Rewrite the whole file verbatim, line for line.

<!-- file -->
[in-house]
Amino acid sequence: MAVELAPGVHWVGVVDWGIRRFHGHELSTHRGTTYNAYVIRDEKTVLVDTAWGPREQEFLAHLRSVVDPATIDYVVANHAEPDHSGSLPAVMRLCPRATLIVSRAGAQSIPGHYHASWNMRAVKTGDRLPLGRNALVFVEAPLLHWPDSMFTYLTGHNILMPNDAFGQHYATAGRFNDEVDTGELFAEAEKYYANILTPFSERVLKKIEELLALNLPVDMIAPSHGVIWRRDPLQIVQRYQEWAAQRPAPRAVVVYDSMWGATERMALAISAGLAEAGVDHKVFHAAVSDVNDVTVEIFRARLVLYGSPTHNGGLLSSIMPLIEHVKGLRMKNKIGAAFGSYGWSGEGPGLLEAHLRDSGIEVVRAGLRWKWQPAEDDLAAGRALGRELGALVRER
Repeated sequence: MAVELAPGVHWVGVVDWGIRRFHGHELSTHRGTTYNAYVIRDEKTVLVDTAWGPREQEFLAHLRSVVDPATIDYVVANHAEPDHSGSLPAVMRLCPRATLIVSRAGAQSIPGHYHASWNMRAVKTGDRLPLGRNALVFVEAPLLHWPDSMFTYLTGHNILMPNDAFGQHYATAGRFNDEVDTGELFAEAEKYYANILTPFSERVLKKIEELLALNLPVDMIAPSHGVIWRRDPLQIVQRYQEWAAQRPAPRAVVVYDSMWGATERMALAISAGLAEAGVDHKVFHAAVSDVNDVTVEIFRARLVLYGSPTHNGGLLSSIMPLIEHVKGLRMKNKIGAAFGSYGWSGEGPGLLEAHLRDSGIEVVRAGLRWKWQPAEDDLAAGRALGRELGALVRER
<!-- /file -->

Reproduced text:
[in-house]
Amino acid sequence: MAVELAPGVHWVGVVDWGIRRFHGHELSTHRGTTYNAYVIRDEKTVLVDTAWGPREQEFLAHLRSVVDPATIDYVVANHAEPDHSGSLPAVMRLCPRATLIVSRAGAQSIPGHYHASWNMRAVKTGDRLPLGRNALVFVEAPLLHWPDSMFTYLTGHNILMPNDAFGQHYATAGRFNDEVDTGELFAEAEKYYANILTPFSERVLKKIEELLALNLPVDMIAPSHGVIWRRDPLQIVQRYQEWAAQRPAPRAVVVYDSMWGATERMALAISAGLAEAGVDHKVFHAAVSDVNDVTVEIFRARLVLYGSPTHNGGLLSSIMPLIEHVKGLRMKNKIGAAFGSYGWSGEGPGLLEAHLRDSGIEVVRAGLRWKWQPAEDDLAAGRALGRELGALVRER
Repeated sequence: MAVELAPGVHWVGVVDWGIRRFHGHELSTHRGTTYNAYVIRDEKTVLVDTAWGPREQEFLAHLRSVVDPATIDYVVANHAEPDHSGSLPAVMRLCPRATLIVSRAGAQSIPGHYHASWNMRAVKTGDRLPLGRNALVFVEAPLLHWPDSMFTYLTGHNILMPNDAFGQHYATAGRFNDEVDTGELFAEAEKYYANILTPFSERVLKKIEELLALNLPVDMIAPSHGVIWRRDPLQIVQRYQEWAAQRPAPRAVVVYDSMWGATERMALAISAGLAEAGVDHKVFHAAVSDVNDVTVEIFRARLVLYGSPTHNGGLLSSIMPLIEHVKGLRMKNKIGAAFGSYGWSGEGPGLLEAHLRDSGIEVVRAGLRWKWQPAEDDLAAGRALGRELGALVRER